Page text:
VOYA - Ann Reddy-Damon
Melissa is a survivor—of the kitchen fire that left her hands scarred, of her mother's alcoholism and recovery, and the humiliation she feels as the daughter of a custodian. Her plan for attending art camp ends when her mother decides to spend the summer in an isolated cabin at the lake. It is tough for Melissa to trust her mother who has plans for completing her GED while Melissa watches her little brother, Cody. Her mother's outgoing personality has always attracted attention and makes Melissa even more reserved. When an unusual girl named Alice befriends her, she decides the summer might not be so bad after all. But she remains suspicious. Citra captures the tenuous feelings of manipulation and trust, longing and belonging, that Melissa, like other preteens, experiences. Aimed at a middle school audience, this book reads more like a YA novel—what students describe as "real." Melissa faces tough situations and Citra portrays her emotional responses without using graphic language or sensationalized drama. While some American students might find the few subtle references to living in Canada confusing, I recommend this book to students looking for a mature glimpse at a preteen's life, without the gauze of a quick fix or fairy tale ending. Reviewer: Ann Reddy-Damon

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Product Details

Orca Book Publishers
Publication date:
Sales rank:
Product dimensions:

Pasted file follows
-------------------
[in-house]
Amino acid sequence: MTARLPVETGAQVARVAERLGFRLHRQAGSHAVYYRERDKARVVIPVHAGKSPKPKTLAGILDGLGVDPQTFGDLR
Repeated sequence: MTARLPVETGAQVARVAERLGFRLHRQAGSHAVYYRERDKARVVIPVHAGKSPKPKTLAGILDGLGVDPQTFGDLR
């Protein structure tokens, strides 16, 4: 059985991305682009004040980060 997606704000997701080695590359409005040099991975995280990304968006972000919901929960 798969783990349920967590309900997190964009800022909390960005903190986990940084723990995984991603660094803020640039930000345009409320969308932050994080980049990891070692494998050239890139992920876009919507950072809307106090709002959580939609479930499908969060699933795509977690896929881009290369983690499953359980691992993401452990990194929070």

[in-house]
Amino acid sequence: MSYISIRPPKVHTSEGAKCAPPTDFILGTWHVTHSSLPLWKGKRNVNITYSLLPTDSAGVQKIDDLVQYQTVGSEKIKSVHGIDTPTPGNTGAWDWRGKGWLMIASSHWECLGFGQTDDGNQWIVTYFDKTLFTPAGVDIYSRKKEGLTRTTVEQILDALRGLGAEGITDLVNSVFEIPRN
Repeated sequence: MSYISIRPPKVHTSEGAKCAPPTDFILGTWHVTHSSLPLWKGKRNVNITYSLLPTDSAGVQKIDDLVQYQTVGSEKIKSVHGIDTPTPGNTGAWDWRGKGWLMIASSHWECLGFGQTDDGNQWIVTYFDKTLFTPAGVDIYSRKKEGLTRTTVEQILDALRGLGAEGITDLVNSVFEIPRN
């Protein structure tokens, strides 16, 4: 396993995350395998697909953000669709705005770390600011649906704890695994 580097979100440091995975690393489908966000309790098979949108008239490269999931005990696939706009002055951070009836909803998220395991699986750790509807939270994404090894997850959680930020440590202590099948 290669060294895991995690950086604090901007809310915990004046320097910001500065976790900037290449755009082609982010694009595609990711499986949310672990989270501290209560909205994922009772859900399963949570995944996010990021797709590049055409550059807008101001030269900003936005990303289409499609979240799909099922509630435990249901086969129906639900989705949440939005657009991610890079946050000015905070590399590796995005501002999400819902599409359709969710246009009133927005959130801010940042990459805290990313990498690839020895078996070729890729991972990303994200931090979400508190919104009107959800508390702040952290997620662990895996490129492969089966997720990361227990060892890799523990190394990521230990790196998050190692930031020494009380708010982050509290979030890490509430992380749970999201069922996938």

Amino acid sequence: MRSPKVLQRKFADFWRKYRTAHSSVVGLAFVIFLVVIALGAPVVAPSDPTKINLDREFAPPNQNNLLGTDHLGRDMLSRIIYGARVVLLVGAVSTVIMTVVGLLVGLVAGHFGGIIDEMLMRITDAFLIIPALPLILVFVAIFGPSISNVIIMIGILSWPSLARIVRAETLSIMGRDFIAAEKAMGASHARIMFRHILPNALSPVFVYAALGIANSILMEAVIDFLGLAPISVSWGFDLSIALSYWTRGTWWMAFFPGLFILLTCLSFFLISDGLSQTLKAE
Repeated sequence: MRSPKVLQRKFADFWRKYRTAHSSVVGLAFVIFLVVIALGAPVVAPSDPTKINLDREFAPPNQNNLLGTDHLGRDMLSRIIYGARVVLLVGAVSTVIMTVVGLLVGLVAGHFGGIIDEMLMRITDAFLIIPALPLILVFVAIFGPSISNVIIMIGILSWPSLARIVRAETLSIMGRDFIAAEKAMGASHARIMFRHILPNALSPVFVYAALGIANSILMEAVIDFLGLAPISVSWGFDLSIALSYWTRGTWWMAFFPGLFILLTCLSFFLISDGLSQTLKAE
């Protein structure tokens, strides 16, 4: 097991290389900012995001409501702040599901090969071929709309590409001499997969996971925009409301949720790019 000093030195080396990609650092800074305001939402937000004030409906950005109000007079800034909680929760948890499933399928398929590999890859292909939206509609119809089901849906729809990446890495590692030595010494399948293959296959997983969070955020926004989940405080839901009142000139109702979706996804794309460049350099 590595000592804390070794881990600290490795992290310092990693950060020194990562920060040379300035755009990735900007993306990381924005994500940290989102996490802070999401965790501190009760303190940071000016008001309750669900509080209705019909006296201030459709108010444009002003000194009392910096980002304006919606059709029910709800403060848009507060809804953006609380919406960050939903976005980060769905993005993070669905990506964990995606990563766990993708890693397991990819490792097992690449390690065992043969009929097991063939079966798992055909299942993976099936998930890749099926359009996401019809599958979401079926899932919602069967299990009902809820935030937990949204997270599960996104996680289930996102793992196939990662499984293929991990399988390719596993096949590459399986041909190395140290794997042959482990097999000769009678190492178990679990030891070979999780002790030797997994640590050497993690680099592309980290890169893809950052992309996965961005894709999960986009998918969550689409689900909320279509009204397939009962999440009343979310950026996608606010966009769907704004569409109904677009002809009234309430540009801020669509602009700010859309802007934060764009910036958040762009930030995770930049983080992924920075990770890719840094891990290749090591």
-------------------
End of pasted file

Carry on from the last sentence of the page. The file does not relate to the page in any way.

5.00(w) x 7.40(h) x 0.50(d)
690L (what's this?)
Age Range:
9 - 12 Years

Read an Excerpt

At first, relief flooded her. Nobody in sight—just the bare gray rock gleaming in the hot sun. Then she spotted the blue canoe floating in the reeds. Before Melissa could turn around, someone waded out of the shade cast by the low boughs of a tree overhanging the water.

It was a girl in a red bathing suit, standing waist deep. She had long blond hair that hung down her back and a thin pointed face. She didn't look at all surprised to see Melissa. In fact, Melissa thought afterwards, it was as if she had expected her.

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After the Fire 4 out of 5 based on 0 ratings. 1 reviews.
TeensReadToo More than 1 year ago
When Melissa's mother tells her they will be moving, it doesn't come as a big surprise. They've never stayed anywhere very long, so she figured it was just a matter of time. The surprise is that they are moving to a larger apartment, but first they will be vacationing at a cabin on a lake. It all sounds exciting, but Melissa had her heart set on going to a summer art camp she heard about at school. What will it be like at some lonely cabin with just her mother and her little brother, Cody? Melissa isn't used to her mother doing anything with Cody and her. For years, all Melissa can remember is her mother's drinking and a string of her unpleasant boyfriends. Her mother has been promising that life was going to be different, but nothing seems to change. Memories of a terrible fire in their house trailer still give Melissa nightmares. It's true that since then her mother has stopped drinking, has a good job, and doesn't have a boyfriend. Maybe there is hope for a better life. When they arrive at the lake cabin, any worry about loneliness disappears when Melissa meets Alice. Alice's invitation to her secret tree house on an island in the middle of the lake gives Melissa plenty of activity every afternoon. She learns about Alice's family, her interest in fantasy and writing, and also how she seems a bit strange and mysterious at times. Some of their experiences together are a little unsettling for Melissa, but her desire for friendship causes her to dismiss the concerns as minor issues. After all, she should know - no one's life is perfect AFTER THE FIRE is a story of healing and change. Author Becky Citra shares the story of two girls whose lives have been complicated by tragedy. Each has learned to cope in her own individual way, and both must now learn to trust that things can change as life goes on.